Excerpts from the paper “Promoting Solar Irrigation Service Providers in Ganga Basin: Jobs, Affordable Irrigation and Accelerated Green Revolution”, by Tushaar Shah, Gyan Prakash Rai, Shilp Verma and Neha Durga, presented at the international conference on Building Climate Resilience for Doubling Farmers’ Incomes: Innovations in Water, Land, Energy and Ecosystems, organized by the International Water Management Institute (IWMI)-Tata Water Policy Programme at the National Dairy Development Board (NDDB) campus, Anand (December 4-6, 2018):
The plains of the Ganga-Brahmaputra-Meghna (GBM) basin, encompassing Bangladesh, Nepal terai and eastern India, are home to a quarter of the world’s rural poor. The basin’s copious aquifers are the biggest hope for millions of smallholders locked into unviable agriculture. Studies suggest shallow groundwater wells can support 2.5 crops/year in much of the basin without threat of depletion. Yet, cropping intensities hover around 1.2-1.5 in most parts. Rapid expansion in shallow tubewell irrigation has begun to show productivity improvement for tubewell owners, but the marginal farmers and tenants remain in a disadvantageous position in this tubewell irrigation economy.
The poor need a better deal in irrigation service markets
Two factors limit benefits to the poor. First, extreme land fragmentation makes it uneconomic for marginal farmers to own tubewells and irrigate all their dispersed plots. Marginal farmers and tenants thus depend on buying irrigation service from diesel tubewell owners. Second, water buyers pay a third or more of their irrigated crop output to diesel pumps owners as irrigation service charges due to the high cost of diesel. GBM’s water markets transfer wealth from resource poor water buyers to tubewell owners.
Governments are aware of this inequity but are unfamiliar with the dynamic of water markets and how to make them pro-poor. Attempts to subsidize diesel for irrigation in Bihar and Bangladesh have been frustrated by leakages. Farm electrification is costly and time consuming. The arrival of solar pumps has opened up a new and attractive possibility. But since solar panels are costly (US $ 1500-2000/kWp), most GBM governments are subsidizing small 1-2 kWp solar pumps to reach as many smallholders as limited budgets permit.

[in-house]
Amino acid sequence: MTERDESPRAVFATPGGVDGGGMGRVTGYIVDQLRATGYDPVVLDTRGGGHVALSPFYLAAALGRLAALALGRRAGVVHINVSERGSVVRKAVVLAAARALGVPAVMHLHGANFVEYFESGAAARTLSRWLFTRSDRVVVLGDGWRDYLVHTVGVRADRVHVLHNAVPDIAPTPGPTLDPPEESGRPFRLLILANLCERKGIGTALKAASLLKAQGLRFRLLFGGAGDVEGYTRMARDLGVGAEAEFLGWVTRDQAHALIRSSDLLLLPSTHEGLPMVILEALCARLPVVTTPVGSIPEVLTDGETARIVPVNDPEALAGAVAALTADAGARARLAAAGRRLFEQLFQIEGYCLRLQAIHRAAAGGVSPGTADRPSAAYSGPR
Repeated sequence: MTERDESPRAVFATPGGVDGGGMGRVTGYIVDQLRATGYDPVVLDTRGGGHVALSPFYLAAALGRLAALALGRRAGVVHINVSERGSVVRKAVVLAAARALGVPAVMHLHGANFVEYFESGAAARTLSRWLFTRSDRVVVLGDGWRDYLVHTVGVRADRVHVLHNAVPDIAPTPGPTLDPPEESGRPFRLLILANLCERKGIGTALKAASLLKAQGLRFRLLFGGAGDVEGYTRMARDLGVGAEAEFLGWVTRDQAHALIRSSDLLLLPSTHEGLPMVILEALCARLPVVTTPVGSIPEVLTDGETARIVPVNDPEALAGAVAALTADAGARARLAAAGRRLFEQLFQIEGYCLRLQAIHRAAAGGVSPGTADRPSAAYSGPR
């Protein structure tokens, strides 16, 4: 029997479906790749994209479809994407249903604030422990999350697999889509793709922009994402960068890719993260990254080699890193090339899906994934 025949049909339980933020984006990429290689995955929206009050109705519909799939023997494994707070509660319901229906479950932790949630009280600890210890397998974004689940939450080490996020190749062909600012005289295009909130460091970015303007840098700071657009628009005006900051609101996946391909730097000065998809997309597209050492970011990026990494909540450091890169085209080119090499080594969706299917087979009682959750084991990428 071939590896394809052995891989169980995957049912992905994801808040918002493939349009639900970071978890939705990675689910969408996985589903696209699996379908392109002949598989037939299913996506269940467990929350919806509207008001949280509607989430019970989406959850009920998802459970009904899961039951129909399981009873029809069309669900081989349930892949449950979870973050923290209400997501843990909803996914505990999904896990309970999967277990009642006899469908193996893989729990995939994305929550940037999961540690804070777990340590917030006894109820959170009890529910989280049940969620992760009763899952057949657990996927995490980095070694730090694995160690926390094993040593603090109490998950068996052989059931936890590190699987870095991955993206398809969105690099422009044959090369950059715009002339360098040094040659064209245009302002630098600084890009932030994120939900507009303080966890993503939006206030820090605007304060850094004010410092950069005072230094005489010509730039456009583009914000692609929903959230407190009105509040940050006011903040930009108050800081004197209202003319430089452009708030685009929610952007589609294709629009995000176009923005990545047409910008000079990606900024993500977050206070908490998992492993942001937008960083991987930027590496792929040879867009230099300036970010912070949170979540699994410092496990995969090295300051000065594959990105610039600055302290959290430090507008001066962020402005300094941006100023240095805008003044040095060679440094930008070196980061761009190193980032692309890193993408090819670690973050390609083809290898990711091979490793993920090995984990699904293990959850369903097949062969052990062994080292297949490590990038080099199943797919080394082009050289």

Solar Pumps for Pro-poor Irrigation Service Markets
IWMI studies have shown that targeting 1-2 kWp solar pumps to small farmers is sub-optimal. Instead, they should be used to make village-level informal water markets pro-poor. In doing this, small solar pumps are not much help. A 1-2 kWp solar pump can irrigate a plot where panels are laid. It operates at full power 3-4 hours daily and pumps little water in morning and evening. Its yield plummets during summer when water tables recede. Most solar farmers IWMI surveyed used solar pumps as standby but relied on larger diesel or electric pumps as their mainstay for irrigation.
Many use electric pumps to lift groundwater into a farm pond and then use solar pump to lift water from the pond. Small solar pumps deliver limited power to push water in pipes to distant fields and are therefore little use for selling irrigation service. In addition, solar pump subsidies are generally captured by large influential farmers. NGO’s have tried to resolve some of these issues by experimenting with cart-mounted mobile panels and by promoting group-ownership of solar pumps. But this is patchwork. A more comprehensive strategy is needed to extend the benefits of solar pumps to the poor.
Tweak Solar Pump Promotion for Jobs and Pro-poor Irrigation
A much larger solar pump initiative than GBM states are pursuing today can rapidly expand pro-poor irrigation provided it is designed to transform monopolistic village water markets into competitive ones. Promoting one or two small solar pumps in every village as presently done is ill-advised. Instead, setting up in every village 6-15 young entrepreneurial farmers as Solar Irrigation Service Providers (S-ISP) in overlapping command areas could help: [a] create a competitive water market offering pump-less farmers irrigation service at affordable price; [b] create 6-15 full time jobs/village; [c] crowd out diesel tubewells; [d] expand irrigated area and promote intensification and diversification of farming systems; [e] improve utilization of solar pump capital; [f] allow small farmers to irrigate their plots by buying water from S-ISP close to each plot; [g] incentivize S-ISP entrepreneurs to contribute to capital investment.